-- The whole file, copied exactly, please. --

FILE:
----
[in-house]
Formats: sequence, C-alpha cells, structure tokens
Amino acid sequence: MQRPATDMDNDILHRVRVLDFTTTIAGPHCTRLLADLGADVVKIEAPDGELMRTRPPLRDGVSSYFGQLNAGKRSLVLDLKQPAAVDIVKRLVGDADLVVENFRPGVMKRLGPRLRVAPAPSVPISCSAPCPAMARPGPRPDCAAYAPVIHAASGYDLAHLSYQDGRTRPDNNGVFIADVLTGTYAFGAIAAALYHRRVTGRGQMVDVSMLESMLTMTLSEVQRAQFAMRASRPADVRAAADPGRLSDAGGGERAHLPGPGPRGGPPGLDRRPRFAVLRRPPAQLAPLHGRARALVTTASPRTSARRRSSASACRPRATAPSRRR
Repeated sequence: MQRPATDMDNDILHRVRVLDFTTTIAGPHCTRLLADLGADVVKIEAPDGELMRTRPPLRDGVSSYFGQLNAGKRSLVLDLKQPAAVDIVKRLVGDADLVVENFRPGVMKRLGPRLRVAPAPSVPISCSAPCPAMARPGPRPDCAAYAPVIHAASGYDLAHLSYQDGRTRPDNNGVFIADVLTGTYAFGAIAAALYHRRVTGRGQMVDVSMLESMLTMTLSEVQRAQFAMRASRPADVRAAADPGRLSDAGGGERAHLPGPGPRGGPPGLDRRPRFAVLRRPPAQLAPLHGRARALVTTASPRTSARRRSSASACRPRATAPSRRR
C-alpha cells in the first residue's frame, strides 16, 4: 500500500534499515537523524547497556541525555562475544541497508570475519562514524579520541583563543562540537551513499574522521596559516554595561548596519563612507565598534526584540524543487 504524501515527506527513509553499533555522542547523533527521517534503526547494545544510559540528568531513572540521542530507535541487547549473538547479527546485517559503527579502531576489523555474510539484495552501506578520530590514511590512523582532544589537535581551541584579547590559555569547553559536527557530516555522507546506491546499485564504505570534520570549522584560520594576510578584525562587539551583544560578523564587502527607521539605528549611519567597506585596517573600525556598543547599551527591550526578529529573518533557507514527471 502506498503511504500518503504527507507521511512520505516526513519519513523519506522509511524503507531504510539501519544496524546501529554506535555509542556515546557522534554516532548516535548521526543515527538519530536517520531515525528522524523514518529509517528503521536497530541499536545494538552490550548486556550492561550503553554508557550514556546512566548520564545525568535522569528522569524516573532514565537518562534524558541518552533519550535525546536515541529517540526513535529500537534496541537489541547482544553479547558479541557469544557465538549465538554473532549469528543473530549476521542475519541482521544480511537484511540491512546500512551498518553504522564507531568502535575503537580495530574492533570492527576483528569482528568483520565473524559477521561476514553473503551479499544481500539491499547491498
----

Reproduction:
[in-house]
Formats: sequence, C-alpha cells, structure tokens
Amino acid sequence: MQRPATDMDNDILHRVRVLDFTTTIAGPHCTRLLADLGADVVKIEAPDGELMRTRPPLRDGVSSYFGQLNAGKRSLVLDLKQPAAVDIVKRLVGDADLVVENFRPGVMKRLGPRLRVAPAPSVPISCSAPCPAMARPGPRPDCAAYAPVIHAASGYDLAHLSYQDGRTRPDNNGVFIADVLTGTYAFGAIAAALYHRRVTGRGQMVDVSMLESMLTMTLSEVQRAQFAMRASRPADVRAAADPGRLSDAGGGERAHLPGPGPRGGPPGLDRRPRFAVLRRPPAQLAPLHGRARALVTTASPRTSARRRSSASACRPRATAPSRRR
Repeated sequence: MQRPATDMDNDILHRVRVLDFTTTIAGPHCTRLLADLGADVVKIEAPDGELMRTRPPLRDGVSSYFGQLNAGKRSLVLDLKQPAAVDIVKRLVGDADLVVENFRPGVMKRLGPRLRVAPAPSVPISCSAPCPAMARPGPRPDCAAYAPVIHAASGYDLAHLSYQDGRTRPDNNGVFIADVLTGTYAFGAIAAALYHRRVTGRGQMVDVSMLESMLTMTLSEVQRAQFAMRASRPADVRAAADPGRLSDAGGGERAHLPGPGPRGGPPGLDRRPRFAVLRRPPAQLAPLHGRARALVTTASPRTSARRRSSASACRPRATAPSRRR
C-alpha cells in the first residue's frame, strides 16, 4: 500500500534499515537523524547497556541525555562475544541497508570475519562514524579520541583563543562540537551513499574522521596559516554595561548596519563612507565598534526584540524543487 504524501515527506527513509553499533555522542547523533527521517534503526547494545544510559540528568531513572540521542530507535541487547549473538547479527546485517559503527579502531576489523555474510539484495552501506578520530590514511590512523582532544589537535581551541584579547590559555569547553559536527557530516555522507546506491546499485564504505570534520570549522584560520594576510578584525562587539551583544560578523564587502527607521539605528549611519567597506585596517573600525556598543547599551527591550526578529529573518533557507514527471 502506498503511504500518503504527507507521511512520505516526513519519513523519506522509511524503507531504510539501519544496524546501529554506535555509542556515546557522534554516532548516535548521526543515527538519530536517520531515525528522524523514518529509517528503521536497530541499536545494538552490550548486556550492561550503553554508557550514556546512566548520564545525568535522569528522569524516573532514565537518562534524558541518552533519550535525546536515541529517540526513535529500537534496541537489541547482544553479547558479541557469544557465538549465538554473532549469528543473530549476521542475519541482521544480511537484511540491512546500512551498518553504522564507531568502535575503537580495530574492533570492527576483528569482528568483520565473524559477521561476514553473503551479499544481500539491499547491498